A gigantic luxury liner carrying more than 5000 people became a temporary landmark on the city skyline when it anchored in deep water off Newhaven.
Regular 20-minute tenders from the £473 million ship to the harbour saw hundreds of passengers disembark to explore the Capital’s sites on Wednesday.
The P&O Britannia was in Edinburgh for a day trip on her maiden voyage around the British Isles, described as a “lap of honour”.
Weighing at 141,000 tons – 25,000 more than any other vessel in the fleet – it is the largest cruise ship in Britain.
Britannia’s arrival was made possible after hundreds of thousands of pounds of investment by Forth Ports to dredge and deepen the seabed.
“Having an anchorage point this close to Edinburgh helps us to attract the big liners and this is a fantastic
opportunity for us,” said Robert Mason, head of cruise at Forth Ports Ltd.
As the market for luxury cruises grows, Forth Ports have had eight bookings, two for 2016 and six for 2017, with the visits expected to bring in “millions of pounds” for the city’s tourist economy.
Essentially a floating holiday resort complete with swimming pools, shops, bars and restaurants, Britannia has 17 decks to explore. Visitors said they could easily forget they were at sea until they looked out the portholes, and several passengers told the News that it was easy to get lost in her vast lounges and corridors.
Fortunately around 1,500 staff are on hand in case any of her 3657 passengers lose their bearings.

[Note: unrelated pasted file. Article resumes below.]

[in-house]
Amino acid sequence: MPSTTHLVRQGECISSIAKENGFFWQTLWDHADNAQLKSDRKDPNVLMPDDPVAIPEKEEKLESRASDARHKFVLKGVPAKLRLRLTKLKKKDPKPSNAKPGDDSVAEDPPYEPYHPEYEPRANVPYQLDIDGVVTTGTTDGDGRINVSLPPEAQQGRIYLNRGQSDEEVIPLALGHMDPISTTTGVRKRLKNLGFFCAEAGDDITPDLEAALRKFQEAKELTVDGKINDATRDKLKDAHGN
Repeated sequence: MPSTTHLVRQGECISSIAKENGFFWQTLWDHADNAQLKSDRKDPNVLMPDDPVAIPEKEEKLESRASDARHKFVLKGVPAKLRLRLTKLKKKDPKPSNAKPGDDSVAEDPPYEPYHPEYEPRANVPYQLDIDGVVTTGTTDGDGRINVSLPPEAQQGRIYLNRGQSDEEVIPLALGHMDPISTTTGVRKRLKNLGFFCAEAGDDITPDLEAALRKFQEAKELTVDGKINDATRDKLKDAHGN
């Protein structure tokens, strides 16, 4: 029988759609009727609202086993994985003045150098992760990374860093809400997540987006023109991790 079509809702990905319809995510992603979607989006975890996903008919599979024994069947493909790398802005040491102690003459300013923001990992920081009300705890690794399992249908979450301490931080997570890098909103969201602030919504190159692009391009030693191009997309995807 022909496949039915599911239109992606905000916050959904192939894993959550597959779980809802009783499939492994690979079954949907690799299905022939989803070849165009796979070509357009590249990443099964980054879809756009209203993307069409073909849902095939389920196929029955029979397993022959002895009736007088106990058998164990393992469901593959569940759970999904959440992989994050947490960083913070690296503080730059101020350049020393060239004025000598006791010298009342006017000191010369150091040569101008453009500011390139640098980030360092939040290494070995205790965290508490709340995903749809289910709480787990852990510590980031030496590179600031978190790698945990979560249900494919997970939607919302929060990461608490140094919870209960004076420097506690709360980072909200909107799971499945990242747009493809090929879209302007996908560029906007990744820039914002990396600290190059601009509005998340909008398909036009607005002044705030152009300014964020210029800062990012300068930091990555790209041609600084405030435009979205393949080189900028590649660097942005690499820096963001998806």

A passenger enjoying an artisan gin bar said: “This is the best cruise I have been on. There is no area that isn’t a ‘wow’.” Cooking lessons with celebrity chefs including James Martin and Mary Berry are also available.
During the visit, Deputy Lord Provost Steve Cardownie presented Captain Paul Brown with the Edinburgh crest and a bottle of single malt whisky.
In return, Cllr Cardownie received the ship’s crest, which will be put on display in the City Chambers.
Capt Brown said the biggest challenge with a ship of this size was the weather. He added: “It takes three miles for the ship to stop on its own and 0.4 of a mile to stop in an emergency but I have found myself having to do that.”
The visit was billed as Britannia meets Britannia, with the cruise liner berthed close to the home of the Royal Yacht Britannia.
Britannia will sail from Newhaven to Invergordon and then on to Kirkwall before heading back to Southampton via ports including Liverpool and Dublin.